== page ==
We love our toothbrushes because they are the tools that kick plaque to the curb, help keep cavities at bay (with the help of fluoride toothpaste, of course) and freshen our breath. But what else can we learn about them? Read on for some toothbrush facts.
When selecting your toothbrush, look for the ADA Seal.
The ADA Seal of Acceptance is the gold standard for toothbrush quality. It’s how you’ll know that an independent body of scientific experts, the ADA Council on Scientific Affairs has evaluated your toothbrush to make sure bristles won’t fall out with normal use, the handle will stay strong and the toothbrush will help reduce your risk for cavities and gum disease.
The toothbrush is 5,000 years old.
In different forms, that is. Ancient civilizations used a “chew stick,” a skinny twig with a frayed finish, to get rid of food from their teeth. Over time, toothbrushes evolved and were made up of bone, wood or ivory handles and stiff bristles of hogs, boars or other animals. The modern nylon-bristled toothbrush we tend to use nowadays was invented in 1938.
The first mass-produced toothbrush was invented in prison.
In 1770, an Englishman named William Addis was imprisoned for inciting a riot. He saw fellow prisoners using a rag covered in soot or salt to clean their teeth. Addis saved an animal bone from dinner and received bristles from a guard. He bored little holes into the bone, inserted the bristles and sealed them with glue. After his release, he modified his prototype, started a company and manufactured his toothbrush. The company, Wisdom Toothbrushes, still exists in the United Kingdom today.
Manual or powered? Your teeth don’t care.
You only got to brush twice every day for two minutes with a fluoride toothpaste. (If your toothpaste has the ADA Seal, you’ll know it has fluoride.) Both manual and powered toothbrushes will effectively and completely clean your teeth. It all depends on which one you like and are more comfortable with. People who find it tough to use a manual toothbrush may find a powered toothbrush more comfortable. Check with your Dentist regarding which type is best for you.
There is no “correct” order for brushing and flossing.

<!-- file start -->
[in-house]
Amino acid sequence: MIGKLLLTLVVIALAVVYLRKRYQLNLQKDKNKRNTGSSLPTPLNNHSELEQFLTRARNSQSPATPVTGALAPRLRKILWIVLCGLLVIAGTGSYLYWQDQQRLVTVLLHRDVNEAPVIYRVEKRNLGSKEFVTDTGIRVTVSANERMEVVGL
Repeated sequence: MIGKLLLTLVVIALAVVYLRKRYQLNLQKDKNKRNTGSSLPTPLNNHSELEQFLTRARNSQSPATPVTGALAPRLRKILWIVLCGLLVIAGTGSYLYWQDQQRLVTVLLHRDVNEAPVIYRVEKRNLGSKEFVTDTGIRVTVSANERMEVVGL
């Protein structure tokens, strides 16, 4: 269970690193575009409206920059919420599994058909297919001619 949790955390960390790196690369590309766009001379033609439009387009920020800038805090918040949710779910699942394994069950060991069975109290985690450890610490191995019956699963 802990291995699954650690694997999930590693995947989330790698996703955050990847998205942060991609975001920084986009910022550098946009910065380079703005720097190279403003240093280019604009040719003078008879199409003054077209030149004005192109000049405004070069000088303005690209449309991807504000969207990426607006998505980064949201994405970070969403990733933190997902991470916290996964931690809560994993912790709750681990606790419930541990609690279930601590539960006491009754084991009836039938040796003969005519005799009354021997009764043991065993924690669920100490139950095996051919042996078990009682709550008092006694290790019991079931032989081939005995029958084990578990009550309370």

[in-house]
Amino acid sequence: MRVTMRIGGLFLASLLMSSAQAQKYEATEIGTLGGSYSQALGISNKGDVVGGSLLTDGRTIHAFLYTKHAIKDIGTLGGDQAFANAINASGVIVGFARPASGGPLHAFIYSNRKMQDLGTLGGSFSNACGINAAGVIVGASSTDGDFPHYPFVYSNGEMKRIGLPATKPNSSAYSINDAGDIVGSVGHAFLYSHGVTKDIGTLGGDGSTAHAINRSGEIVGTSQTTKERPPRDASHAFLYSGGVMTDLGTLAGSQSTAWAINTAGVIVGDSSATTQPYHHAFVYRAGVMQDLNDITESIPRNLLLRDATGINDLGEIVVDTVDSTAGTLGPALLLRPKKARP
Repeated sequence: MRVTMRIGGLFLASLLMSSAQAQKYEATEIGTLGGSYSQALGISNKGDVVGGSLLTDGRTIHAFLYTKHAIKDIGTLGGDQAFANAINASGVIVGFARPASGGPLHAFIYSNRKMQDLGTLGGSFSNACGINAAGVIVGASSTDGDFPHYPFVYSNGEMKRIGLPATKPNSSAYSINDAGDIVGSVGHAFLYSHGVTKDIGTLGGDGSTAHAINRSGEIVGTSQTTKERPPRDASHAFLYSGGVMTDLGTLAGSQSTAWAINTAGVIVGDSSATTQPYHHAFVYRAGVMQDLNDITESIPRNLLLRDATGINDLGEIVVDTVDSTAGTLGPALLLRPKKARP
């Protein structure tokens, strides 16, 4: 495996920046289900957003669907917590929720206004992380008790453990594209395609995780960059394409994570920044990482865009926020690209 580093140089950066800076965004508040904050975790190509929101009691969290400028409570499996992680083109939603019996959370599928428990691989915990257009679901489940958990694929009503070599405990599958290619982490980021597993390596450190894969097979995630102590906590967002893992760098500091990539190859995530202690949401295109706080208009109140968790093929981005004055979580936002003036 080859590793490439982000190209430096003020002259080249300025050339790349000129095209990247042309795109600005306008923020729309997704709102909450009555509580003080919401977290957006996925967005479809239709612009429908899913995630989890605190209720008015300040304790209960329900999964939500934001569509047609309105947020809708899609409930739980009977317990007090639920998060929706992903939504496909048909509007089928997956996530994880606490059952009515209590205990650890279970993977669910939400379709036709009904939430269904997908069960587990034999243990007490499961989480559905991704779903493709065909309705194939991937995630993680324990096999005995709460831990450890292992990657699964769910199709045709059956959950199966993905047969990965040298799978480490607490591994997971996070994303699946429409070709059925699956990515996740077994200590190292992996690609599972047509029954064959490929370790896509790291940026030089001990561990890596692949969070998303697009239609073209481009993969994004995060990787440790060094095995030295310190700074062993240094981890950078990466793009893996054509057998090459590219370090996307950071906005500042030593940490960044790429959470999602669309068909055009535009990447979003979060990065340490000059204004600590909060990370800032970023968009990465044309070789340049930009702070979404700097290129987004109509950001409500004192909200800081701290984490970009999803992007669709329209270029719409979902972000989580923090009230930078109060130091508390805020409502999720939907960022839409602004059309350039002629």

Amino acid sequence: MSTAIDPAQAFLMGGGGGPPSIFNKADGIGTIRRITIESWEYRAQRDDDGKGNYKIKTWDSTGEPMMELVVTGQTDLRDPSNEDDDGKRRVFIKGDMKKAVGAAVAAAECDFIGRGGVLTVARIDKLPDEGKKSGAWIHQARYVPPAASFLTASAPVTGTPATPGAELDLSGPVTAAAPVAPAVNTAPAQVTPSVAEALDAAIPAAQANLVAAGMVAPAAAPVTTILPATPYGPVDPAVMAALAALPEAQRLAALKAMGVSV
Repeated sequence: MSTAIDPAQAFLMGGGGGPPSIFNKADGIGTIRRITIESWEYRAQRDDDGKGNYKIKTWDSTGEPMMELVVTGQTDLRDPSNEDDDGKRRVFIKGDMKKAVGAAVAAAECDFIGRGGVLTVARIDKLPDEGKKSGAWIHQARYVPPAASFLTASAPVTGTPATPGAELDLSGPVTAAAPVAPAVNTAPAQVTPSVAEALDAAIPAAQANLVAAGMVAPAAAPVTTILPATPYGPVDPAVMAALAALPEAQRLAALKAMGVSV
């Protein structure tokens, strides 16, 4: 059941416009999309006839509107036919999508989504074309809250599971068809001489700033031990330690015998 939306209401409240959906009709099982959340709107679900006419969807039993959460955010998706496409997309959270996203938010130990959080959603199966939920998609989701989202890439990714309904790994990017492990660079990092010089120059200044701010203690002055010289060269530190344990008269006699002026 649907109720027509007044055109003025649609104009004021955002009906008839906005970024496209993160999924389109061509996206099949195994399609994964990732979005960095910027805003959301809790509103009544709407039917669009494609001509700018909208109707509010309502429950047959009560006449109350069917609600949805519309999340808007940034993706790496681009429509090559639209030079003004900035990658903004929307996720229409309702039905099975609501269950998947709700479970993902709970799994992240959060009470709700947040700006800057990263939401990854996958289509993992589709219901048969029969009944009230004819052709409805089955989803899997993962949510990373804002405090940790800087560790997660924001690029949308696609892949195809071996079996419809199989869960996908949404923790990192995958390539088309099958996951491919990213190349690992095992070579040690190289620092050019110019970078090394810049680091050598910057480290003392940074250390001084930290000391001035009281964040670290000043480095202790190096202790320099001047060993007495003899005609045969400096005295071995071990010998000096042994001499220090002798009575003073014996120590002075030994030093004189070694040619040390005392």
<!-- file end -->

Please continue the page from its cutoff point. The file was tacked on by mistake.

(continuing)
Brushing before flossing, flossing before brushing—it doesn’t matter to your teeth, as long as you do both.
Toothbrushes like to be left out in the open.
Cleaning your toothbrush is easy: Rinse it with water to get rid of any remaining toothpaste and debris. Store it upright and allow it to air dry. If you store your family’s toothbrushes all together, make sure they’re separated to prevent cross-contamination. Do not routinely cover toothbrushes or store them in closed containers, especially when the brush is wet from being used. A moist environment such as a closed container is more conducive to the growth of unwanted bacteria than the open air.
Lifespan = 3-4 Months
Make sure to replace your toothbrush every three to four months, or sooner if the bristles are frayed. A worn toothbrush won’t do as good of a job cleaning your teeth.
When it comes to choosing a brush, go soft.
Whether you use a manual or powered toothbrush, opt for a soft-bristled brush. Firm or even medium-strength bristles may cause damage to your gums and enamel. Once brushing your teeth, don’t scrub vigorously—only brush hard enough to clean the film off your teeth. Your fluoride toothpaste can do the rest of the work.
Remember 2 minutes, 2 times a day.
4 minutes a day goes a long way for your dental health. Put the time in each day to keep your smile healthy and keep up this twice-a-day habit.
Sharing is caring, but not for toothbrushes.
Sharing a toothbrush can mean you’re also sharing germs and bacteria. This could be a particular concern if you have a cold or flu to spread, or you have a condition that leaves your immune system compromised.